The functioning of the apparatus is simple and very effective. Hydrogen is supplied to the bore 26B of shaft 26 whenever it is desired that the cell provides electrical power. The hydrogen flows through the bore 26B and thence to the individual fuel cell assemblies by way of the aligned ports 26P, 30P and 36P as is clearly shown in FIG. 7. The hydrogen entering the gap G then reacts with the inside structure (anodes) of the PEMs, the outside surfaces (cathodes) of which are exposed to air (oxidant) which enters the housing 10 through the filter means 18, with the air flowing against and around the individual blades of the fuel cell assemblies. Thus there is direct cathode exposure to the ambient air. Further, since the motor 50 is rotating the entire stack, there is a fan effect created by the blade rotation to increase the flow of air across the stack. The airflow is extremely important so as to remove heat from the unit to avoid excessive temperatures. As indicated, the shutters 20 are adjusted to provide desired temperature of the stack. Auxiliary air can also be introduced between the PEM blades (or disks) by a fan or compressor and a suitable air distribution system interposed therebetween.
The centrifugal force from the rotating stack also has the advantage of readily ridding the cathodes of the accumulation of water that occurs at its surface as a result of combining hydrogen and oxygen to produce electricity (and heat). Keeping the exposed cathode surfaces free of water (“slinging it away”) improves the performance and efficiency of the fuel cell because the surrounding air (oxygen) is always in contact with the cathode. In other words, the overall efficiency is improved because the liquid water which would otherwise get in the way of the air is removed rapidly through centrifugal action which thereby also maximizes the opportunity of the oxygen in the air coming in contact with the cathode. Thus, the rotating fuel cell blades are constantly in contact with new and turbulent high-O2-concentration air. Again, the cathodic surface oxygen concentration will always be maximized. Very importantly, the fuel cell blades can be arranged in a fashion such that the rotating fuel cell assembly causes its own aspiration and does not require an air compressor to supply oxidant. This fan function can be controlled by the design of the shape of the blade. The blades shown in FIGS. 1 and 8 are essentially planar, whereas an alternate configuration is shown in FIG. 10 wherein the outer portion of the blade has a twist away from the planar, as can be noted from a comparison thereof with the blade shown in FIG. 8.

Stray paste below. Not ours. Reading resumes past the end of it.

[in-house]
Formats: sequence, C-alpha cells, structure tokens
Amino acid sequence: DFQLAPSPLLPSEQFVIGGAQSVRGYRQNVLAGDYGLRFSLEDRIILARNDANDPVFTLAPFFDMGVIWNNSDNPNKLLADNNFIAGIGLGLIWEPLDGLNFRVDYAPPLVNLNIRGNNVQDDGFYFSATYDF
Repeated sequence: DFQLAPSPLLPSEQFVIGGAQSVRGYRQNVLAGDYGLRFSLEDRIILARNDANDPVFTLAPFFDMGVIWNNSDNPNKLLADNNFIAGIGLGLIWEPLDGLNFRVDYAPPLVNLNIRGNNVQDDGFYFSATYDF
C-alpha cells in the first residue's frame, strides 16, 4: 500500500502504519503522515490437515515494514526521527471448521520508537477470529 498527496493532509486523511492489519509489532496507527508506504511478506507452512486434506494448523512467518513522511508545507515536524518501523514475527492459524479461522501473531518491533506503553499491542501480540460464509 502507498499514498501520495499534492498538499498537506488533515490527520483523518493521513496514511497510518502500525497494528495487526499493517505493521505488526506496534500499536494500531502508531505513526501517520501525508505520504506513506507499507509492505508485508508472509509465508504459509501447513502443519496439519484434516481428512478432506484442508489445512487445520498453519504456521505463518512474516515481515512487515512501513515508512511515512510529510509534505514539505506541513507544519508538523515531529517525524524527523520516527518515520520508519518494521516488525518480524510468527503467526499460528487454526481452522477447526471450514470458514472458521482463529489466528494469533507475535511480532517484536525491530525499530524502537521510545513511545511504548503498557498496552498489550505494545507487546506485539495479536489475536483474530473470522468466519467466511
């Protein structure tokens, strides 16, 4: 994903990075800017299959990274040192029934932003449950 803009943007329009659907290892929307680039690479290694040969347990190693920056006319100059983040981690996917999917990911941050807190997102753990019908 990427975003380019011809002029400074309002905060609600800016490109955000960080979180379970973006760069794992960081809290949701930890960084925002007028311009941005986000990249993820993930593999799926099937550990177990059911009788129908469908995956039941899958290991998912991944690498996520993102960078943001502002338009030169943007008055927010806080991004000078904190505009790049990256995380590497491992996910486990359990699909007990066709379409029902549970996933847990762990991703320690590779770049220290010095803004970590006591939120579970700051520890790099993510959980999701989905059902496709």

As indicated, the stator windings 50W of motor 50 are typically connected to the output from the fuel cell so that the unit is self-contained, i.e., does not require external electrical power for start-up. In a typical operation, as soon as the hydrogen is admitted to the bore 26B, then the unit will begin to function and generate electrical outputs at leads 70A and 72A; concurrently, this output voltage will be applied to the motor 50 to bring the motor up to a desired speed of rotation.
Those skilled in the art will understand that the shape of the periphery P of the blades 32 may vary greatly within the scope of this invention. For example, a full diameter disk “blade” would resemble a phonograph record.
While the preferred embodiment of the invention has been illustrated, it will be understood that variations may be made by those skilled in the art without departing from the inventive concept. Accordingly, the invention is to be limited only by the scope of the following claims.
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|U.S. Classification||429/444, 429/456, 429/465, 429/492, 429/463, 429/455|
|International Classification||H01M8/24, H01M8/10, H01M8/04|
|Cooperative Classification||Y02E60/50, H01M8/1002, H01M8/04014, H01M8/2465, H01M8/04089|
|European Classification||H01M8/04B2, H01M8/04C2, H01M8/24D|
|Oct 22, 2007||REMI||Maintenance fee reminder mailed|
|Apr 13, 2008||LAPS||Lapse for failure to pay maintenance fees|
|Jun 3, 2008||FP||Expired due to failure to pay maintenance fee|
Effective date: 20080413